“Stoked, man,” the actor and noted hockey fan said. “I live in L.A., so that’s a half-hour flight away for me.”
The NHL is pumped, too. Even though the ratings will likely sag without big markets involved, the Sun Belt series will feature two teams that have never before won the Cup. It is also a chance for the league to show off its success growing in the U.S. beyond traditional hockey hotbeds.
“It’s so refreshing and it’s so amazing,” retired player Anson Carter said. “When you constantly hear people saying hockey can’t work in the South or the Sun Belt markets, they’re wrong.”
Carter hears his friends back home in Canada complaining about the NHL not wanting teams north of the border to win championships, and he dismisses it. Canada’s Cup drought dating to 1993 isn’t the fault of many of the Canada-born executives, coaches and players now working for Vegas or Florida.
As Hamm — a St. Louis native and lifelong Blues fan — pointed out, none of the four cities in the conference finals had a team when he began watching the sport in the 1970s. This trend has not come out of nowhere: With Hamm’s Blues being one of the exceptions, 11 of the last 18 teams in the Stanley Cup Final are in a market that did not have a team before 1991.
“I’ve been there once, and it didn’t work out,” Cassidy said after his Golden Knights beat the Stars in Game 6 of the West final on Monday night. “It’s what you want, but so do 31 other teams, right? And only two get to go there. … You have to enjoy these moments.”
Fans in South Florida certainly are. While Vegas is in the final for the second time in its six seasons of existence, the Panthers are back for the first time in 27 years after sweeping Carolina in the East final.
Tickets on the secondary market were going for over $400 as of Tuesday morning. Brett Goldberg, CEO of the online marketplace Tickpick, said there are benefits to having teams in nontraditional markets get this far because fans want to come out for a special occasion.
“The demand for these events now, it’s almost new,” he said. “Viewership-wise maybe you take a hit by not having the New York and the California markets, but this is what builds franchises. And so, long term it’s certainly a good thing.”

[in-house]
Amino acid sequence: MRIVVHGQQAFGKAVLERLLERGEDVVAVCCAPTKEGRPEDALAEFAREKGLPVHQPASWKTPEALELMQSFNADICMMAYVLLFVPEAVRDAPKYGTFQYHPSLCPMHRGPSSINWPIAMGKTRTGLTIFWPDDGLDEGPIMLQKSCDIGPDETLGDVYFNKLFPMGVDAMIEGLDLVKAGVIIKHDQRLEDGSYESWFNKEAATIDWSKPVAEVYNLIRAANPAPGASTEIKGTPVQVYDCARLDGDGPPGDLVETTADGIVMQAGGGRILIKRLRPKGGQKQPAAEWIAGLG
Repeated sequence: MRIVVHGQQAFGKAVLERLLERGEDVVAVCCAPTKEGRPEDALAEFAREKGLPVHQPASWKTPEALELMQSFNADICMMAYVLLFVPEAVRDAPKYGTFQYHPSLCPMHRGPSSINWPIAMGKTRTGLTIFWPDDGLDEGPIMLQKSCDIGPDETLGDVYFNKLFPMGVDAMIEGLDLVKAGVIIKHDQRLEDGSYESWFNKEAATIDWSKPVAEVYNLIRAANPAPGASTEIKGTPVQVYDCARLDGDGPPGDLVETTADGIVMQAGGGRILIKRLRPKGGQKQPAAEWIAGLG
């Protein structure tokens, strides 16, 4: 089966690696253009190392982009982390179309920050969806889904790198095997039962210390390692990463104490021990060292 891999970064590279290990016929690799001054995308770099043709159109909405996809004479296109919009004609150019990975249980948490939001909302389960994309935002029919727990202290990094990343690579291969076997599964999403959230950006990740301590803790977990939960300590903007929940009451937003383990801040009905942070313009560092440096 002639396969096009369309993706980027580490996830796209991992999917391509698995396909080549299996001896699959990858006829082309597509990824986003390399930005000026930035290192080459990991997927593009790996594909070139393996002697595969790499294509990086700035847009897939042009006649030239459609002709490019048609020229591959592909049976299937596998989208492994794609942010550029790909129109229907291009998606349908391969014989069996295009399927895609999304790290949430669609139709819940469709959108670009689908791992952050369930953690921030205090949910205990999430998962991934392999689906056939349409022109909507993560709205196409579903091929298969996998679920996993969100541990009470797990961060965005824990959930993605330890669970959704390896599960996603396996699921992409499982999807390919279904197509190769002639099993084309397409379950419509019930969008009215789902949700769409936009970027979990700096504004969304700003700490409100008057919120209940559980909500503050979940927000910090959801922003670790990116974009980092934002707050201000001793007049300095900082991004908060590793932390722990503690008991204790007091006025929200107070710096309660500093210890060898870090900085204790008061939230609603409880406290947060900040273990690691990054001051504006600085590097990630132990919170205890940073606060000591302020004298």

The only thing hotter than the weather in Las Vegas and South Florida is Panthers goaltender Sergei Bobrovsky, who has won 11 of his past 12 games, stopping 438 of 465 shots for a 1.95 goals-against average and .942 save percentage. He has not allowed a goal in nearly 100 minutes of overtime this postseason.
“Their goaltender’s playing well,” Vegas captain Mark Stone said. “We’re going to have to find ways to try and get to him.”
Also playing well for the Panthers is Matthew Tkachuk, who has four game-winning goals — so far — and fired-up celebrations worthy of his status as a playoff MVP contender.
In the NHL postseason for the first time in his career, Jack Eichel leads the Golden Knights in scoring with 18 points. But he was held without a goal the entire Dallas series, so Jonathan Marchessault took over with a team-high seven points to get back in the final.
This is the first final since 2018 — and just the third since the turn of the century — featuring two franchises that have yet to win the Stanley Cup. Five years ago, the Golden Knights made it in their inaugural season before losing to Washington.
Six players remain from that Vegas team: Marchessault, William Karlsson, Reilly Smith, William Carrier, Shea Theodore and Brayden McNabb.
If Bobrovsky and Adin Hill each start in Game 1, it will be the first time since 1969 that both teams open the final with a different goaltender than they started the playoffs with. Alex Lyon was Florida’s first starter against Boston before Paul Maurice went back to “Bob,” while Laurent Brossoit was in net for Vegas’ first eight games before being lost to injury.